Recycling project helps pay vet bills

December 26, 2002 11:00 pm
Animal lover Connie Ruys holds one of her cats, Amun-Ra. (Photo by Amy Alonzo, The Union Democrat/copyright 2002).
Animal lover Connie Ruys holds one of her cats, Amun-Ra. (Photo by Amy Alonzo, The Union Democrat/copyright 2002).

By AMY LINDBLOM

Ellen Troth and Connie Ruys of Sonora are hardcore advocates of recycling, and not just because it is good for the environment — they do it for animals.

Ruys, an admitted lover of any animal, started the Can Fund for the Humane Society of Tuolumne County in the early 90s. She found there were many people who were down on their luck for whatever reason and needed financial assistance when a beloved pet got hurt or sick.

Ruys started collecting recyclables and turning them in for cash. It seemed easy, Ruys said, even though collecting, sorting and bagging recycled cans, bottles and glass is a time-consuming job. But the money went directly to help animals, and that is what Ruys cared about.

Troth took over the job four years ago after Ruys retired, and this year the Can Fund helped out about 30 people with $1,900 worth of recyclables.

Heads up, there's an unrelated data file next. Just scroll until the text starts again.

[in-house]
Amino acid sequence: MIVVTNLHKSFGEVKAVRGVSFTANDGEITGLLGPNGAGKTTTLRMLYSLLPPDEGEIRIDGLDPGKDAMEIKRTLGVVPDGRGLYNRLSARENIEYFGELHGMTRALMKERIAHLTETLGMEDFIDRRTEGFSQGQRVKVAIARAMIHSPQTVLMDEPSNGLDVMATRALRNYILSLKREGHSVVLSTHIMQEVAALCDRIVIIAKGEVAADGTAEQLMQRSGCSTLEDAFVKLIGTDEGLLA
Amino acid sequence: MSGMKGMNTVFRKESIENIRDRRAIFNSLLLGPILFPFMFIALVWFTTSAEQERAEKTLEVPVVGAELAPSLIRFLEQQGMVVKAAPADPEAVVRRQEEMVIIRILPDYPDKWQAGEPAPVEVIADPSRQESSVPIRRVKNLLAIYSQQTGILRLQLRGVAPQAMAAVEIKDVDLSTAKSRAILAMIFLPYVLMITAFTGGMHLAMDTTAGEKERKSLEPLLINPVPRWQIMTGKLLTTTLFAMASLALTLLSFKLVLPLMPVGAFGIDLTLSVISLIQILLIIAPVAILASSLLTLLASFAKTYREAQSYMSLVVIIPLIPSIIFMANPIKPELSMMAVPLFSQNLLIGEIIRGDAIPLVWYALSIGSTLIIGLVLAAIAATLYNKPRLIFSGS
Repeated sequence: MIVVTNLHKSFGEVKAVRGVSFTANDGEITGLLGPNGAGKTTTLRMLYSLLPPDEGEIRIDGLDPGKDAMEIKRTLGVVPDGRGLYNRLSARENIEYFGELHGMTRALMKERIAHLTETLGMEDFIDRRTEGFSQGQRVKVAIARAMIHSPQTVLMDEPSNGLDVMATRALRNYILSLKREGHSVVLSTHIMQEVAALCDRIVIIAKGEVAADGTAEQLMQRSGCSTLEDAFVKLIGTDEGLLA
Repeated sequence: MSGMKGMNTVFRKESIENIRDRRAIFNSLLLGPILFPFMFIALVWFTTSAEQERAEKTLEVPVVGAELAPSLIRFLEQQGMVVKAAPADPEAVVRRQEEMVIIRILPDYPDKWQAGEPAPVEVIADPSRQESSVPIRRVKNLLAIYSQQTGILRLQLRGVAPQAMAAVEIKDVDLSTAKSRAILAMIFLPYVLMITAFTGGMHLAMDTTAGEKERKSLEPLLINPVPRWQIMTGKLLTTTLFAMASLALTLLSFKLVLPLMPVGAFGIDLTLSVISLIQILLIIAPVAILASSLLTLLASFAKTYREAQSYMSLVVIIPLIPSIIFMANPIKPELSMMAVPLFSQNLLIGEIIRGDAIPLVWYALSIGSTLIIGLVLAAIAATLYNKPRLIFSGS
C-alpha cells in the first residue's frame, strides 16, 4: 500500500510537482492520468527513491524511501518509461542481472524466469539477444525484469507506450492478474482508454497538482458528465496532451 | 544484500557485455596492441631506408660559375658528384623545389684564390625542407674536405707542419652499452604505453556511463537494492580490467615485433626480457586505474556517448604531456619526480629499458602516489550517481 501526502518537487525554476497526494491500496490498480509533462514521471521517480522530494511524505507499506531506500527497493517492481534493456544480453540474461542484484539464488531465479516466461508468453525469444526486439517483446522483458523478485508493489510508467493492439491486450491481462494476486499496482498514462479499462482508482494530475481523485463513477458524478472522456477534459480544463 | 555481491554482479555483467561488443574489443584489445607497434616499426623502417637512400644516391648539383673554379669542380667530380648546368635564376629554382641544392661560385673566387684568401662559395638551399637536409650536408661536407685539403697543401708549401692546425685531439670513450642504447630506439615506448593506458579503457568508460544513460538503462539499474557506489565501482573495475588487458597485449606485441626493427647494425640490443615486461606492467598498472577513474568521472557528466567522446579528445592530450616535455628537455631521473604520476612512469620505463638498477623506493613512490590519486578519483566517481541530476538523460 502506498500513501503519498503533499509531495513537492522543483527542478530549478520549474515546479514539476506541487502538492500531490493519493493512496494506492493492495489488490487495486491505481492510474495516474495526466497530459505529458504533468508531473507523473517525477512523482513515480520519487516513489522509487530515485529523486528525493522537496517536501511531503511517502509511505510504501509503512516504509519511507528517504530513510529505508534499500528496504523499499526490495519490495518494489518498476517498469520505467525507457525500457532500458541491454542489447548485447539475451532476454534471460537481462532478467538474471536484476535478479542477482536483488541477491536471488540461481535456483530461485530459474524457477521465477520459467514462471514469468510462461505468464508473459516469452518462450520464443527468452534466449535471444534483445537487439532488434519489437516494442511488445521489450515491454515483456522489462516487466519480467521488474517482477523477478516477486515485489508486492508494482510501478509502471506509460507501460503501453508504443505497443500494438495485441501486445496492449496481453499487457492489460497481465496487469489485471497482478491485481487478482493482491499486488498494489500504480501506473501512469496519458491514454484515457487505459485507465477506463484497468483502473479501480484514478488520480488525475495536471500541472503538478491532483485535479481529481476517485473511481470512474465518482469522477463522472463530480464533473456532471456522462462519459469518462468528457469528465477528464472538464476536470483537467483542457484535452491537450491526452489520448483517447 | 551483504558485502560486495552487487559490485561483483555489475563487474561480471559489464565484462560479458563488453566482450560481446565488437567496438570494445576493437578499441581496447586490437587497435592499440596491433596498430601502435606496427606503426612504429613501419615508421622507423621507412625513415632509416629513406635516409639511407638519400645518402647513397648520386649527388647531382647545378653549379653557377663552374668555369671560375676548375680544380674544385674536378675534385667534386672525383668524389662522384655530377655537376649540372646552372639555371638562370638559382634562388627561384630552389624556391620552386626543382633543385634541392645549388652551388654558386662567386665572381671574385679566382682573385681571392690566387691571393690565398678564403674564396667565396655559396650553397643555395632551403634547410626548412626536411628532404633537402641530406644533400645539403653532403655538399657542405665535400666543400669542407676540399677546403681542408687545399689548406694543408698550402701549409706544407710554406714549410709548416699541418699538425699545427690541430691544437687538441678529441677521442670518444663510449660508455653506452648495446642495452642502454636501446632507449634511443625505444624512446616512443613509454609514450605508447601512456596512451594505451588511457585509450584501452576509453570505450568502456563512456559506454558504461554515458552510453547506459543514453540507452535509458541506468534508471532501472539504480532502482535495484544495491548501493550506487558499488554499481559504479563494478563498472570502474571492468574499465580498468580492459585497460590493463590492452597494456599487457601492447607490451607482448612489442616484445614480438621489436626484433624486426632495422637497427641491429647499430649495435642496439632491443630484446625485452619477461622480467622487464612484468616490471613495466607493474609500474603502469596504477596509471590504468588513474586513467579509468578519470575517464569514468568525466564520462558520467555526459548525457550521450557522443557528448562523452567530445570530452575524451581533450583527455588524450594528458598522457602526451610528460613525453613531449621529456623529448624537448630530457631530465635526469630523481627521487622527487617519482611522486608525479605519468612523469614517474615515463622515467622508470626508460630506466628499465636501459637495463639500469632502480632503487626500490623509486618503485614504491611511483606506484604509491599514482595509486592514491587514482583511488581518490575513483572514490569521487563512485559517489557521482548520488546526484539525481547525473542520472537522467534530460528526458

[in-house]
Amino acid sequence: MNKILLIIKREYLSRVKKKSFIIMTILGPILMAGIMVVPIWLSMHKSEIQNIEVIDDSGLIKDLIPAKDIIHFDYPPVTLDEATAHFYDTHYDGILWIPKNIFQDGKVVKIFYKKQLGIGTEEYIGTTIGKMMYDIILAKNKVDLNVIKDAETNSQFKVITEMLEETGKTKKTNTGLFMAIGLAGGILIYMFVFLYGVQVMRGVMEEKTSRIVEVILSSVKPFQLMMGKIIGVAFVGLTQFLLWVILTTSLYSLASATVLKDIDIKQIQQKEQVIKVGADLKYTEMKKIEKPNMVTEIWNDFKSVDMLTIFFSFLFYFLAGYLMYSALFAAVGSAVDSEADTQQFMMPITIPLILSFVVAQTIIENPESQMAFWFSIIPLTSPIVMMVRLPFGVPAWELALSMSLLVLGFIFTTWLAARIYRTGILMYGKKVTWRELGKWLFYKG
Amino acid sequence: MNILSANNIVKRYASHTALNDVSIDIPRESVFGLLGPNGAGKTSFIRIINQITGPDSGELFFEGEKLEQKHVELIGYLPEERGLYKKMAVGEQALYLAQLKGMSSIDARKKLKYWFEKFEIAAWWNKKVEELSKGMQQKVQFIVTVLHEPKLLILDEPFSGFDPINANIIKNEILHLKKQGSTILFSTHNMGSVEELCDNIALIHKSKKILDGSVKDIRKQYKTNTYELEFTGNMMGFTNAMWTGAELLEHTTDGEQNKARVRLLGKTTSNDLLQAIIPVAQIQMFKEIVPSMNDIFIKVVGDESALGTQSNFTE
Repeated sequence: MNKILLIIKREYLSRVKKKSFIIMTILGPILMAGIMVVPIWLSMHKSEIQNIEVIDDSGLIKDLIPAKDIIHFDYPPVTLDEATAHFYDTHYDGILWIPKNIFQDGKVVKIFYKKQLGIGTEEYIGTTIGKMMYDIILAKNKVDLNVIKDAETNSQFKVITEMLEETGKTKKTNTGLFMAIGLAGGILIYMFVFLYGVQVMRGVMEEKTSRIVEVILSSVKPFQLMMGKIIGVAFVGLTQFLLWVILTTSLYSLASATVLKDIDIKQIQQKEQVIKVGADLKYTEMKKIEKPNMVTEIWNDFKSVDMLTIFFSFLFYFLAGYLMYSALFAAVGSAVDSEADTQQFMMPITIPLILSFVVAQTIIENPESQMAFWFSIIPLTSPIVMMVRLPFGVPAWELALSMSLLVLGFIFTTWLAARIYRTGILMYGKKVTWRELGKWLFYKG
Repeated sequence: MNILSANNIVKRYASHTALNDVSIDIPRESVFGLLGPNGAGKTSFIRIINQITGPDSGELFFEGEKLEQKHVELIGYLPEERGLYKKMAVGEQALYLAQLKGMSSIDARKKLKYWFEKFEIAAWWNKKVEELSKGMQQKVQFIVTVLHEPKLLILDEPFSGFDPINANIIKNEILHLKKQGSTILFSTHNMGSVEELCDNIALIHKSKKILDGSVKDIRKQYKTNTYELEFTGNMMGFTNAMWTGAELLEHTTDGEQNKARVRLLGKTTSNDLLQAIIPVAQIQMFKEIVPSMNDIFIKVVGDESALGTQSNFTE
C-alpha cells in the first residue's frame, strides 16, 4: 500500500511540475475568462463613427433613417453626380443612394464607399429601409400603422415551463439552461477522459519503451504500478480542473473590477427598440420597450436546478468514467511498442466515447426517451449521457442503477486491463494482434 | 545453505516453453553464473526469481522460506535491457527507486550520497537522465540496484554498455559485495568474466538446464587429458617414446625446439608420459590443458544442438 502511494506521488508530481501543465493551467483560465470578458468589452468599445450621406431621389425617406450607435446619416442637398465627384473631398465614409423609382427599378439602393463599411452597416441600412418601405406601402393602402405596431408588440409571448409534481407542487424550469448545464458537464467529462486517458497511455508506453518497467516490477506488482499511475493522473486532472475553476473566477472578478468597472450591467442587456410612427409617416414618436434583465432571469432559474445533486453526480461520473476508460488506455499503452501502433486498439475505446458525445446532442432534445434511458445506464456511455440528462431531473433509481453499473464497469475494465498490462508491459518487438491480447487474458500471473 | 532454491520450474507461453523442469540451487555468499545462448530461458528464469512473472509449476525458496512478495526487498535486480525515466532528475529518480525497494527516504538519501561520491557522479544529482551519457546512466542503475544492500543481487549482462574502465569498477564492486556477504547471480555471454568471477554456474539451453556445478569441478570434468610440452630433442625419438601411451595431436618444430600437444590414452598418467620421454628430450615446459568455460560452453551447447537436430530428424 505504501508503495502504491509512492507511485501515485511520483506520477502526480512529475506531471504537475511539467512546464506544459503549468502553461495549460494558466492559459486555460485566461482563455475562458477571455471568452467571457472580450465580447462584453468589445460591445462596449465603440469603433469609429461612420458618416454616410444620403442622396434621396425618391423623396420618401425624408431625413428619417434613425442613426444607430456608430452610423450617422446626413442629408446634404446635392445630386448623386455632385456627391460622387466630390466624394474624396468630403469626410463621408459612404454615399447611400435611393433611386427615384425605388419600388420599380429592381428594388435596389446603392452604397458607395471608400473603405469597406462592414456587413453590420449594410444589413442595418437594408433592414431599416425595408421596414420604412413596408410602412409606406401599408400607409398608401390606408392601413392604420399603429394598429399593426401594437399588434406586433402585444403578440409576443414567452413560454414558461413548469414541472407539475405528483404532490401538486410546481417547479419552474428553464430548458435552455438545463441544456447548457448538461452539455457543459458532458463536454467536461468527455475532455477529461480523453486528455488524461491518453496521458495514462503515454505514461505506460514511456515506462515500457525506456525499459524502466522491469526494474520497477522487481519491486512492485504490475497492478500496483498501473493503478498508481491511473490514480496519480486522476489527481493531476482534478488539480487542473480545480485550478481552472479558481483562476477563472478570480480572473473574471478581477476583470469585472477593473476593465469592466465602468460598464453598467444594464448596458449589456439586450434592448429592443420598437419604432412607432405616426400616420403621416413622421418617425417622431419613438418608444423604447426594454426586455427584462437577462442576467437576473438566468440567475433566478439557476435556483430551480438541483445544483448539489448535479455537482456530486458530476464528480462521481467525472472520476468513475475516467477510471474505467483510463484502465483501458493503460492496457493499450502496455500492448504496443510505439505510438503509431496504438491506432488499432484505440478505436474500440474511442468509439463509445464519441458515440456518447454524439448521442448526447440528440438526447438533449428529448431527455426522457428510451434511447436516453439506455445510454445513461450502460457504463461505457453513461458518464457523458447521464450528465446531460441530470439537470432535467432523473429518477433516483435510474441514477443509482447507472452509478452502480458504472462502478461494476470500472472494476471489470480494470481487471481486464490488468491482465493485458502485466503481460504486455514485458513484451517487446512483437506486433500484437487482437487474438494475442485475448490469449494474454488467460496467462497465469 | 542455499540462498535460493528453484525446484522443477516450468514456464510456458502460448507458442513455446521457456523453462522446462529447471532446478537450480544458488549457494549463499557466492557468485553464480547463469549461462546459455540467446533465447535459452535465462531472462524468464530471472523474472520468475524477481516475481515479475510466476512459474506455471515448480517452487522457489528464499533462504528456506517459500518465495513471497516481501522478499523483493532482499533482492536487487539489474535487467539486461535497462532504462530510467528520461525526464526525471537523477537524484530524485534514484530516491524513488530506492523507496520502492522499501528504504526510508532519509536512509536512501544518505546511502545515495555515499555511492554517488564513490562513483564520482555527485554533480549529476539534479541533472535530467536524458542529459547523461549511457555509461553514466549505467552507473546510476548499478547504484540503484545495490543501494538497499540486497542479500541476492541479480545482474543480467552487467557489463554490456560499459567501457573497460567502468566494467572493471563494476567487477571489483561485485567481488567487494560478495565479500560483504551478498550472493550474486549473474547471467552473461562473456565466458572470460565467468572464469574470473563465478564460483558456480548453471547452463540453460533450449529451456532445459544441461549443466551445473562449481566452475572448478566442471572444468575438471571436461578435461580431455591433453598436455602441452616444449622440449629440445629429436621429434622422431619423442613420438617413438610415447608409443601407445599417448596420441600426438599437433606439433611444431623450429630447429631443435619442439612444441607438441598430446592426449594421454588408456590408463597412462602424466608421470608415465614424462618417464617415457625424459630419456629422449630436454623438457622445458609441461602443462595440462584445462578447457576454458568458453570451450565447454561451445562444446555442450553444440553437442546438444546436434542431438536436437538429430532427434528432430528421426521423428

Ruys, who will be 81 next month, became an animal humane officer for the county in the 1970s. Among her many duties, she was responsible for picking up pets that belonged to people arrested for being under the influence.

After a few after-midnight calls, she decided to charge for her services. So when the DUI offenders were released from jail, Ruys would require them to pay her $3 or $5 for picking up their dogs depending on whether Ruys had to go out before or after midnight.

"I never forget the time I was asked to pick up Thor, the biggest, blackest pitbull I had ever seen," Ruys said. "The dog was inside a man's truck and the deputy told me to go get him.

"Well, I just said ‘Thor do you want to go for a ride?' and Thor practically licked me to death. He was just a real sweetie."

Ruys also became acquainted with quite a few non-inebriated people in the county.

Some of them could not afford to pay for veterinary care and had nowhere to turn. Ruys said she thought there had to be a way to get some money to help.